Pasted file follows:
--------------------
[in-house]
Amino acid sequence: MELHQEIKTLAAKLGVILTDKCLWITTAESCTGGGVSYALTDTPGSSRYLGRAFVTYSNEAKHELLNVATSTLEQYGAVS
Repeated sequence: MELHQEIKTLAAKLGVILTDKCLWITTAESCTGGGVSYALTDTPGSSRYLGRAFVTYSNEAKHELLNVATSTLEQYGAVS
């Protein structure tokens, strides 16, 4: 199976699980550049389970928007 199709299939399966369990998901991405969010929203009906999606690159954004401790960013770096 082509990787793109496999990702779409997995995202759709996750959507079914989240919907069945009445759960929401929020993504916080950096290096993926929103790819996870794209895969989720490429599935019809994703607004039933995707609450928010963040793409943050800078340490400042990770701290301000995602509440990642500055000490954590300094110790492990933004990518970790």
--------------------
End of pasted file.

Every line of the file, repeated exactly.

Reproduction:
[in-house]
Amino acid sequence: MELHQEIKTLAAKLGVILTDKCLWITTAESCTGGGVSYALTDTPGSSRYLGRAFVTYSNEAKHELLNVATSTLEQYGAVS
Repeated sequence: MELHQEIKTLAAKLGVILTDKCLWITTAESCTGGGVSYALTDTPGSSRYLGRAFVTYSNEAKHELLNVATSTLEQYGAVS
């Protein structure tokens, strides 16, 4: 199976699980550049389970928007 199709299939399966369990998901991405969010929203009906999606690159954004401790960013770096 082509990787793109496999990702779409997995995202759709996750959507079914989240919907069945009445759960929401929020993504916080950096290096993926929103790819996870794209895969989720490429599935019809994703607004039933995707609450928010963040793409943050800078340490400042990770701290301000995602509440990642500055000490954590300094110790492990933004990518970790």